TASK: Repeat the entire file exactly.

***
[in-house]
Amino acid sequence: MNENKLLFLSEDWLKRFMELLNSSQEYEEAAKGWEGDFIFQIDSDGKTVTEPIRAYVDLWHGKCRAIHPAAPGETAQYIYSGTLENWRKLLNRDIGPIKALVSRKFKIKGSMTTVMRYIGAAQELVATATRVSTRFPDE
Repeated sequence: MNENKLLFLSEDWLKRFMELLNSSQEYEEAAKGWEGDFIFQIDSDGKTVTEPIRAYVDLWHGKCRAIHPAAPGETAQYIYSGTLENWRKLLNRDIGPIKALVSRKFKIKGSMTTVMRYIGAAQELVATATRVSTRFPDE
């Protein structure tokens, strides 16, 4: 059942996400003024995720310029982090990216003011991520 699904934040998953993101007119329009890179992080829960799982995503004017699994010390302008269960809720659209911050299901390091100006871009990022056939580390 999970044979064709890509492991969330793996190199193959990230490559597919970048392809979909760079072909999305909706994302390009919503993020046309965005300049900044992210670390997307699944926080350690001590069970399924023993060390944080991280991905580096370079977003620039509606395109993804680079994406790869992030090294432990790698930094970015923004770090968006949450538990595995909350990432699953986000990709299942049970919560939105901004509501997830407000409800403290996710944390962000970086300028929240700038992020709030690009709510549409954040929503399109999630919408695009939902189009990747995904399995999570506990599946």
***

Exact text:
[in-house]
Amino acid sequence: MNENKLLFLSEDWLKRFMELLNSSQEYEEAAKGWEGDFIFQIDSDGKTVTEPIRAYVDLWHGKCRAIHPAAPGETAQYIYSGTLENWRKLLNRDIGPIKALVSRKFKIKGSMTTVMRYIGAAQELVATATRVSTRFPDE
Repeated sequence: MNENKLLFLSEDWLKRFMELLNSSQEYEEAAKGWEGDFIFQIDSDGKTVTEPIRAYVDLWHGKCRAIHPAAPGETAQYIYSGTLENWRKLLNRDIGPIKALVSRKFKIKGSMTTVMRYIGAAQELVATATRVSTRFPDE
């Protein structure tokens, strides 16, 4: 059942996400003024995720310029982090990216003011991520 699904934040998953993101007119329009890179992080829960799982995503004017699994010390302008269960809720659209911050299901390091100006871009990022056939580390 999970044979064709890509492991969330793996190199193959990230490559597919970048392809979909760079072909999305909706994302390009919503993020046309965005300049900044992210670390997307699944926080350690001590069970399924023993060390944080991280991905580096370079977003620039509606395109993804680079994406790869992030090294432990790698930094970015923004770090968006949450538990595995909350990432699953986000990709299942049970919560939105901004509501997830407000409800403290996710944390962000970086300028929240700038992020709030690009709510549409954040929503399109999630919408695009939902189009990747995904399995999570506990599946």